Small firm seeks to leave its print
- By Megan Lisagor
- Sep 16, 2002
Seated side by side, the brothers looked identical, dressed in matching pinstriped suits. But the computer could tell the difference.
With a quick facial scan, it recognized two Asefis in the room: Tony and Thomas, respectively chief executive officer and chief information officer of GAITS Inc. (Global Analytic Information Technology Services), a systems integrator.
"Now you know why we got into biometrics," Tony Asefi said. "It's fun."
Seriously, though, GAITS believes it's on to something hot. A year after companies nationwide began throwing security technologies at the federal government like darts at a bull's eye, the small 8(a) firm has won business in the booming biometrics field and is positioning itself to attract even more.
Demand for the recognition technology, which uses techniques such as eye scans and fingerprinting to identify people, skyrocketed after last September's terrorist attacks. Several agencies, including the new Transportation Security Administration, quickly launched pilot programs to explore its capabilities.
"Biometrics gets a lot of hype because we're all very desperate for a tool to fight terrorism," said John Woodward, a senior policy analyst at think tank Rand. The technology is still new, however, so agencies often must rely on vendor claims to assess a product's capability, he said.
"Everybody says they've got a solution, [but] you've got to put a solution in context," said Chip Mather, senior vice president of Acquisition Solutions Inc., a support contractor to TSA.
GAITS offers an artificial intelligence-based system that provides secure access to buildings and computer networks. A handful of defense and civilian agencies use the product, and the company is talking with officials at Transportation Department bureaus and airports, according to Douglas Risdon, GAITS' senior program director.
"There is no one big player dominating the field," said Jacqueline Lucas, marketing director for the International Biometric Group. "Reliability distinguishes one from another."
GAITS' product is completely reliable thanks to its multilayered approach, according to Tony Asefi. The system is supported by more than one type of biometric — facial and fingerprint scans now, retinas soon and voices further down the road — so the company can tailor it to an organization's needs.
"Most vendors focus on one core technology," Lucas said. "Integrators are able to deploy many."
Another distinction within the industry is product certification, according to GAITS officials.
Sandia National Laboratories approved GAITS' product six months ago, according to Renwick Newsome, the company's director of enterprise development. "Unlike others, this has been validated and accepted by the security community within DOD and civilian agencies," Risdon said.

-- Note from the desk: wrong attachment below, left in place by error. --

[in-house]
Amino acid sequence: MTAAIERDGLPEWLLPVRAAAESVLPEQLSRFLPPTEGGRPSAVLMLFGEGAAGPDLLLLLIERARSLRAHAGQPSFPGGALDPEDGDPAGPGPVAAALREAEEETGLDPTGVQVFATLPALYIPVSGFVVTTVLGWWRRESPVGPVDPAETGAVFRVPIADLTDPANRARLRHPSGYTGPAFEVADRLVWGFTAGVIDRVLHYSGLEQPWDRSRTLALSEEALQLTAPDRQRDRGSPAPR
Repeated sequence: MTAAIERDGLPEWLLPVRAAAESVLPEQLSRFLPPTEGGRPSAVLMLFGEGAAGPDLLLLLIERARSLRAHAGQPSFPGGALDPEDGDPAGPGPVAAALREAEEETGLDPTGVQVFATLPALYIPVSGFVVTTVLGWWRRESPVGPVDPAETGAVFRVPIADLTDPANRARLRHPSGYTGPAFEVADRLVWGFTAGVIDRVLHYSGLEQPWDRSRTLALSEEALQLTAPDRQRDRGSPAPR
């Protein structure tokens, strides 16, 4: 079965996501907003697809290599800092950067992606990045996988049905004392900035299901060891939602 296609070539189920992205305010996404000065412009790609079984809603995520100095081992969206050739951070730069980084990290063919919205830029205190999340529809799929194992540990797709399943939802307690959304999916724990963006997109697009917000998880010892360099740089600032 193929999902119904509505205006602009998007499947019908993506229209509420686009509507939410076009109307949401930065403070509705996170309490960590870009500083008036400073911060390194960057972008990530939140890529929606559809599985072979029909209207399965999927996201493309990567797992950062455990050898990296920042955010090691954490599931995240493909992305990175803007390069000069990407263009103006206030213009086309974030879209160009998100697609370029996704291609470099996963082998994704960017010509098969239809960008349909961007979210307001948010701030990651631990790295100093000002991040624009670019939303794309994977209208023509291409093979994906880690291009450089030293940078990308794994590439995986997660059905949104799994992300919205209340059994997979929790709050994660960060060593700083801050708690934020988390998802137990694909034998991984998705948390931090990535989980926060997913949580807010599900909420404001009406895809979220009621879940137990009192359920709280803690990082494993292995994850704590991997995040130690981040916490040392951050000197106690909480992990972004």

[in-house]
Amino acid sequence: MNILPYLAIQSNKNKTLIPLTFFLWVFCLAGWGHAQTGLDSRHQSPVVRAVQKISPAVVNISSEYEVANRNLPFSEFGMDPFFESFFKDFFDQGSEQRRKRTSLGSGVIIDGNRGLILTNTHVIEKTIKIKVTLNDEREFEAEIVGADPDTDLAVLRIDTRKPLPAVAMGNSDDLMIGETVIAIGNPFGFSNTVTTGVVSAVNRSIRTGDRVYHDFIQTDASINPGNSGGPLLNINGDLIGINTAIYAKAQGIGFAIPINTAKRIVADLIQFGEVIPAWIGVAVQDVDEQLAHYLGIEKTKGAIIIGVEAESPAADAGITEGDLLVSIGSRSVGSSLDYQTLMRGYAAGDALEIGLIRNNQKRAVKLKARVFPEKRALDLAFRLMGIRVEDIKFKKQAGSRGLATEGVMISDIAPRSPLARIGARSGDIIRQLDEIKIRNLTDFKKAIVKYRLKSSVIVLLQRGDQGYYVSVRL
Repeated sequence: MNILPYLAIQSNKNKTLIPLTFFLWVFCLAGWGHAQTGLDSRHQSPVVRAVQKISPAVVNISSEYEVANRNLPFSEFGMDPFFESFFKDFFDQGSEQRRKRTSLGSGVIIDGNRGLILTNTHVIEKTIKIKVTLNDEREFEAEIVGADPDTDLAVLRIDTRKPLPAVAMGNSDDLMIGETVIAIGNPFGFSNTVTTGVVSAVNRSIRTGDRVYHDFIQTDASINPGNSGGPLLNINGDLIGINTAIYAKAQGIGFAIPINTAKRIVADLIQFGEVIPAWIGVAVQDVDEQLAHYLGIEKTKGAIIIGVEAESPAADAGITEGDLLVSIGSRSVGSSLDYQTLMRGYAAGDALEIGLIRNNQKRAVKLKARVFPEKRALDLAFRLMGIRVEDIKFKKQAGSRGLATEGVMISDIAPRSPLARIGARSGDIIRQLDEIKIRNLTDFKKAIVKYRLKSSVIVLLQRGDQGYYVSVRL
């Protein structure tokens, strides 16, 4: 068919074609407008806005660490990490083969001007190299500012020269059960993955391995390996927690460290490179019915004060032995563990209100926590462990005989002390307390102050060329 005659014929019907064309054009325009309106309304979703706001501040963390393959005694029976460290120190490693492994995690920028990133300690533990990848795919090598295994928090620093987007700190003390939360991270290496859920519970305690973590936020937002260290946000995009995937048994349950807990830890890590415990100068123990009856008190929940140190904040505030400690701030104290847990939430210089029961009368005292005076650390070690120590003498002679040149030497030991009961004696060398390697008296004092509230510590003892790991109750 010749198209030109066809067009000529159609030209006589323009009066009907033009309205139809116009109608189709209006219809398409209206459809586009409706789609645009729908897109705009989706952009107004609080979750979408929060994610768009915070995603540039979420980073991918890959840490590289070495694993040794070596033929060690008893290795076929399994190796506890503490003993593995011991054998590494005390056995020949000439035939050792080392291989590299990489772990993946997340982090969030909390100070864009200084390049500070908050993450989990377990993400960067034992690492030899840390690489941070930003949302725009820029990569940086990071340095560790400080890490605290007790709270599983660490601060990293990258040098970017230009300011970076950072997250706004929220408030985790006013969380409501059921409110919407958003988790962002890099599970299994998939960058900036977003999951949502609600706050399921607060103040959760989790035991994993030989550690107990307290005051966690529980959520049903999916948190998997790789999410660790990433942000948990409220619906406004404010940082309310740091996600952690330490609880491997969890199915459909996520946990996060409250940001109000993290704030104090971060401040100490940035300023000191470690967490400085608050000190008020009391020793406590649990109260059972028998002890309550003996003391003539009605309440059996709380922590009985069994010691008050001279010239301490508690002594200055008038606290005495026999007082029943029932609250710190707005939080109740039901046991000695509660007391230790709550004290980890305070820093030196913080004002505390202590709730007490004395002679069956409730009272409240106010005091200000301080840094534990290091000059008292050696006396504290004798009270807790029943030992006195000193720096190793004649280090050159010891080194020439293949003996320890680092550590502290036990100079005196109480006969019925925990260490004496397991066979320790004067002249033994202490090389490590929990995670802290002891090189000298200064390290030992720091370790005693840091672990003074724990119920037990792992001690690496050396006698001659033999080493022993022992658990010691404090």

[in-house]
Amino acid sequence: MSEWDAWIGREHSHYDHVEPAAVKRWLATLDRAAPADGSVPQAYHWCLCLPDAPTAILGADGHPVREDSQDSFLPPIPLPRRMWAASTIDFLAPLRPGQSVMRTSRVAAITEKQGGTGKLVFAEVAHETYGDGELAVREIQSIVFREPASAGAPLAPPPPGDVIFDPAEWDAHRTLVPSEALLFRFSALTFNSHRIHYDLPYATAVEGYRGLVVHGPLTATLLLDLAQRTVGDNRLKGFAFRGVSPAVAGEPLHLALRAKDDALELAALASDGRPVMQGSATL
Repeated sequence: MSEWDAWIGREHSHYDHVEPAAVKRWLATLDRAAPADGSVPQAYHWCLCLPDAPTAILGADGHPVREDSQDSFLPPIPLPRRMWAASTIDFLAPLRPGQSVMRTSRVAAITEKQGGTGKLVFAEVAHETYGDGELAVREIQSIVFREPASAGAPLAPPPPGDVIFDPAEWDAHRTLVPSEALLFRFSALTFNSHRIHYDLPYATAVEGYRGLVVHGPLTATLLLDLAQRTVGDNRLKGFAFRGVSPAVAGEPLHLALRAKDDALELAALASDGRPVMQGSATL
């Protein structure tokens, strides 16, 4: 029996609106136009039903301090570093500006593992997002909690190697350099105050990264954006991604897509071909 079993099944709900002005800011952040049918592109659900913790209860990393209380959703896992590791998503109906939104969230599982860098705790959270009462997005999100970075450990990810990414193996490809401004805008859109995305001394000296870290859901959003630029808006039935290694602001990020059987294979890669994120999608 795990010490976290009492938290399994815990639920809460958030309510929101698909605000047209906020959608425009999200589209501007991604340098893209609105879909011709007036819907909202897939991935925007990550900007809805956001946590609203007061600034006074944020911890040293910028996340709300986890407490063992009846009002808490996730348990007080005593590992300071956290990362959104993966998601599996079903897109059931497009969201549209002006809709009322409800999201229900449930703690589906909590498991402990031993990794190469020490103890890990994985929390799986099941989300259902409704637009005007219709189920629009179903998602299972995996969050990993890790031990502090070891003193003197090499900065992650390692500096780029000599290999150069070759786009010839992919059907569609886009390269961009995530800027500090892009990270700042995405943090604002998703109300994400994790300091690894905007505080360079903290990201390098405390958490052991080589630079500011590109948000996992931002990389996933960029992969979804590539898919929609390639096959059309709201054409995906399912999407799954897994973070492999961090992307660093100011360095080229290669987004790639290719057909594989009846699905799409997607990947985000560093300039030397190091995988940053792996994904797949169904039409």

But the application is only part of the package, Thomas Asefi added. "We help with the integration, maintenance and evolution."
That's good, because the application itself isn't enough, according to Mather. "There are all these issues that have to be addressed — privacy, security, accuracy," he said. "It's much more complex than saying, 'I have a new technology.'"
GAITS is involved through partnering with a working group on biometrics standards — which industry groups are in the process of developing — but officials don't consider the current use of their products a threat to civil liberties. "The purpose of this is identification, not an information database," said William Jaffe, GAITS' vice president for corporate development. "It's a gatekeeper technology."
Still, company leaders know that biometrics could become part of larger initiatives. Schemes to tighten security by issuing national identification cards, for instance, have raised privacy concerns.
"The industry got [off to] a jerky start," Risdon said. We "have now come forward with some technologies that will assist this country, government and world in being a safer place. And we have not even begun to think about the applications that could come out of it."
Agencies eyeing biometrics
Federal biometrics projects include:
* Defense Department officials are considering incorporating biometrics into the Pentagon's Common Access Card.
* DOD's Biometrics Management Office is conducting a three-phase "quick look" project that uses iris scan technology to enable access to the Pentagon Athletic Club.
* Transportation Department leaders may use biometrics for the Transportation Worker Identification Credential system.
* The Transportation Security Administration is testing a program that uses biometrics to secure public lockers at airports.